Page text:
Is It Possible To Make Time For Yourself As A Parent?

The rarest commodity when you have children sometimes feels like time for yourself. Life as a parent is all about putting your little family’s welfare and needs above your own. In a single morning, you will probably complete a whole range of tasks, from getting them up and making their breakfast, getting them dressed, keeping them entertained and cleaning up their mess before you even begin to think of what you might need – and then often you might also go out to work. 

Is It Possible To Make Time For Yourself As A Parent?

While raising children is the most rewarding job ever, it can also be one of the hardest and most unforgiving. It seems like there’s always a huge to-do list – with your own needs coming firmly at the very bottom. Often it seems like there’s not much you can do about this – after all, the demands of being a family and running a house don’t stop. But equally, it’s important to have still time for yourself and each other with the odd date night – you don’t stop being a person when you become a parent, and caring for others means that you also need to care for yourself as well. But how is that possible when you already feel overloaded with things to do? 

Find Your Pockets Of Time

time for yourself

It’s always going to be true that there are only 24 hours in a single day – and whatever you do, that isn’t going to change. Neither is the fact that you have caring responsibilities and work. But sometimes, it’s all about how you approach the time you do have leftover. If you think carefully, it’s often possible to identify pockets of time that we have during the day – a lunch break at work, the half-hour before the kids wake up, or the spare hour in the evening after they go to bed. Often, this time can get swallowed up before we realise it – we start mindlessly scrolling through social media on our phones, or we watch one episode on Netflix that somehow turns into three – and our precious time gets sucked into a black hole. Of course, you’re not alone so don’t feel guilty. Don’t believe me? If you want to read the statistics, read here.

If you can use some of this time for activities which ‘refill your cup’, then you’ll feel much more rejuvenated. Taking the time to practice yoga at home, read a chapter of your book, paint, take a walk on your own, or use your mindfulness app will feed your soul in a concise space of time and prevent you from feeling burnt out.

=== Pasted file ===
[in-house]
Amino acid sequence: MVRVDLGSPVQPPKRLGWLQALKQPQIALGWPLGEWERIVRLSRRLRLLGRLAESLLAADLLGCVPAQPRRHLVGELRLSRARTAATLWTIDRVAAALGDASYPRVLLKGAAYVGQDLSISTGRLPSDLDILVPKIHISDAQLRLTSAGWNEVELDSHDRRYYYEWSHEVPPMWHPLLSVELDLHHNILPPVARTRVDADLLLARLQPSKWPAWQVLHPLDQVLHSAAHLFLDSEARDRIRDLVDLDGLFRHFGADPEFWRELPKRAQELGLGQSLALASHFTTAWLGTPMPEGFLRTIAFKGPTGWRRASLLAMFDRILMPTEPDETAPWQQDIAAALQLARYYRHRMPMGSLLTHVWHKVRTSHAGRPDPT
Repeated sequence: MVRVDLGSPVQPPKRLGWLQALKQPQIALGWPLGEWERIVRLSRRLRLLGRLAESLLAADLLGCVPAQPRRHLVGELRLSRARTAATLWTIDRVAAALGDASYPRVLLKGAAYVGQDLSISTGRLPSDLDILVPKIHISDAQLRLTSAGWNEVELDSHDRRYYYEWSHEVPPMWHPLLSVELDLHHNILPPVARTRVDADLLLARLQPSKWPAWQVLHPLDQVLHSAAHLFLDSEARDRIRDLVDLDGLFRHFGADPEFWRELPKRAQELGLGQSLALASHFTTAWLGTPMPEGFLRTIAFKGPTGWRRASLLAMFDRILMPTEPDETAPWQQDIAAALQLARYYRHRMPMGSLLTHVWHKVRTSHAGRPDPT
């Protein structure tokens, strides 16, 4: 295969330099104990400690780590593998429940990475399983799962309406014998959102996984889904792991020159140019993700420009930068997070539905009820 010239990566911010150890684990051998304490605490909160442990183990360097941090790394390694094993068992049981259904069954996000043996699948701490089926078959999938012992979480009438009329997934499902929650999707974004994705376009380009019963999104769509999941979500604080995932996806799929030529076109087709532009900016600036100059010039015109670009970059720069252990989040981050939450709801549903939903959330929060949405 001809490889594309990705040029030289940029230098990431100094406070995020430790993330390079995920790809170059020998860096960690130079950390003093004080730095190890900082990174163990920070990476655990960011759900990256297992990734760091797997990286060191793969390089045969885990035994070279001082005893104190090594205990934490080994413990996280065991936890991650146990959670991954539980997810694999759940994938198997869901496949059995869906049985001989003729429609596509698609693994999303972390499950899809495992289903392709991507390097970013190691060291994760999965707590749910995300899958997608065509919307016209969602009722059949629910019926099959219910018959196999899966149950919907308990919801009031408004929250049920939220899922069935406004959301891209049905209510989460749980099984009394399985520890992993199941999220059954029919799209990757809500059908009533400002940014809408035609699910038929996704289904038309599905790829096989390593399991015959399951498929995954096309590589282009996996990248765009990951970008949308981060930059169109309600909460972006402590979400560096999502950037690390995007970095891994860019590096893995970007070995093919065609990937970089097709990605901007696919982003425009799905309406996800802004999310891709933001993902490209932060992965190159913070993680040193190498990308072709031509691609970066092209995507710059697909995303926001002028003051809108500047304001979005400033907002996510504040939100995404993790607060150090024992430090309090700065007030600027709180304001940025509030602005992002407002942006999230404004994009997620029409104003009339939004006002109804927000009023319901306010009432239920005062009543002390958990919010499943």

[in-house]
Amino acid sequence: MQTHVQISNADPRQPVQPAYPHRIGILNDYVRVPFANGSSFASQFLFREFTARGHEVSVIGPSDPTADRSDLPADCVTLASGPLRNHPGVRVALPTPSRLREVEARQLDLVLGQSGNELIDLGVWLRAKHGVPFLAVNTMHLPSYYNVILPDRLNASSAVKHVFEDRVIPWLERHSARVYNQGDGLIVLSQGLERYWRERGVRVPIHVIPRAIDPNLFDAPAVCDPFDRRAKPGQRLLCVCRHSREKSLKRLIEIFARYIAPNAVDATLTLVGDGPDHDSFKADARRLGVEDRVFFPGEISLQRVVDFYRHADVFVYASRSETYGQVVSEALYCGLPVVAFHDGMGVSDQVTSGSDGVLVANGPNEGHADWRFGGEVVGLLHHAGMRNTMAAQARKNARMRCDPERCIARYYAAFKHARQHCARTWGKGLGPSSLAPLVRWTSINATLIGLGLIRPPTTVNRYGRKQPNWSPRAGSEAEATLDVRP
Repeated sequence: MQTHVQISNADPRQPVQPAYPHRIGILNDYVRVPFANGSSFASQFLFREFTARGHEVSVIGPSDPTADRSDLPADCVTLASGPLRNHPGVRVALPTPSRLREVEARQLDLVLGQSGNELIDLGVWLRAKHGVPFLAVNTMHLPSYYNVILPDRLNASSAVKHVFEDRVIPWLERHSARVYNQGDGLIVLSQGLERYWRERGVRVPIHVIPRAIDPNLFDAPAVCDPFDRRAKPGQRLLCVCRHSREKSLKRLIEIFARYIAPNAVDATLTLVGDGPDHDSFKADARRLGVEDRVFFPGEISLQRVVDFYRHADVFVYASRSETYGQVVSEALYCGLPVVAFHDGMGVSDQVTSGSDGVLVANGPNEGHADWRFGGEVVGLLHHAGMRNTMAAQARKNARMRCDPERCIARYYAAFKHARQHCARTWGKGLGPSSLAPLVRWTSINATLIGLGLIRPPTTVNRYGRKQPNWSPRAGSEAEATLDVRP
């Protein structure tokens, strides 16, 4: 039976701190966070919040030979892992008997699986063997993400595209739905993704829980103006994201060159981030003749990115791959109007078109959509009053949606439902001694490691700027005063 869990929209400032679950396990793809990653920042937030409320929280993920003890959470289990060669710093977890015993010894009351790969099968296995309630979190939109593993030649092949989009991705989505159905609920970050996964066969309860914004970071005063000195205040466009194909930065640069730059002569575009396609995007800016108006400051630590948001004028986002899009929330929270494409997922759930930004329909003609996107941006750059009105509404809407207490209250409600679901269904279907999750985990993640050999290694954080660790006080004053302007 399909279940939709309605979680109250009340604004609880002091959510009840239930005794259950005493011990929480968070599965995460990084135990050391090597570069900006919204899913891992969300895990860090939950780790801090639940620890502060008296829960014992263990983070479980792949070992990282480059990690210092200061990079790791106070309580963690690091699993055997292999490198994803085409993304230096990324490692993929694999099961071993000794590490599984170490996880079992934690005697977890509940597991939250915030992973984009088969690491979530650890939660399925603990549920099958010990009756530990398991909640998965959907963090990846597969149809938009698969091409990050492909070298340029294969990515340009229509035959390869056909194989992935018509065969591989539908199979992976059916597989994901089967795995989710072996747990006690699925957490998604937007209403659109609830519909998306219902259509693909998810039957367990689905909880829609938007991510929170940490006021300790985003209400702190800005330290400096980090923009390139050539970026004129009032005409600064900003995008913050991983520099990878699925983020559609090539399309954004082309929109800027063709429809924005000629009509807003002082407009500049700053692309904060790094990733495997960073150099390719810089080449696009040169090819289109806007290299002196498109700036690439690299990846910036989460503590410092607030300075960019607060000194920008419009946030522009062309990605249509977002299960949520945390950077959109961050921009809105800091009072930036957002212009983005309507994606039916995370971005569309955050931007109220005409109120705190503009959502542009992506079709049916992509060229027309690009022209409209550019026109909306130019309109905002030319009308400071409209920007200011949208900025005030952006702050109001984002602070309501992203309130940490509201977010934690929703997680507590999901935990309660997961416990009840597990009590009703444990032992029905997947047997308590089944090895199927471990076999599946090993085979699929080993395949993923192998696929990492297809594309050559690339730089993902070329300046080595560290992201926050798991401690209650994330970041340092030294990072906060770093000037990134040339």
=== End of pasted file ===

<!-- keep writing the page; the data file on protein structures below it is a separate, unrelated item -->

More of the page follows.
Keep On Learning

Keep learning

Continuing to learn is so important for ourselves – it develops us, challenges our preconceptions and broadens our horizons. Learning something new can be intensely reinvigorating and can even set us on a new career path sometimes. And there are lots of different ways to make learning a part of our lives. From starting a book club so that reading becomes a part of your life again to joining a local interest group, there are many avenues to opening up your mind. And if you want to make learning a little more formal, perhaps study towards a new qualification, then you don’t have to become a full-time student again.

Distance learning has become huge in the past few years, with institutions such as Norwich University offering a huge range of online degree courses. You can fit studying around other commitments with online lectures, tutorials and assessments, and it could lead to a whole new life for you. 

Review Your Morning Plan 

Morning plan

Mornings can actually be one of the most intensely productive times in our day. There’s no feeling like having ticked off a huge chunk of your to-do list before your kids have even stirred. Many parents find aiming for power mornings to be just the boost they need – but it does mean getting up early. And that means you also need an earlier bedtime. You see, time to yourself generally only works when the kids are sleeping. But if you leave it until they go to bed at night, you’re tired too, and it’s too easy to lose time to your smartphone screen. If you try to gradually move back your wake up time by fifteen minutes at a time until you have a chunk of time in your mornings, it can be transformative.

If you gradually manage to move your wake-up time to 5 am, that’s over an hour of unaccounted for time to yourself – around five hours a week. This is time that can be reserved for personal projects, where you can meet your own needs – and are then better able to meet others’ needs. But you will need to plan to sleep early, too, to make it work. It’s not for everyone, but for many parents, it’s a lifeline to enable them to do things they never normally feel they have time for. 

time for yourself as a parent

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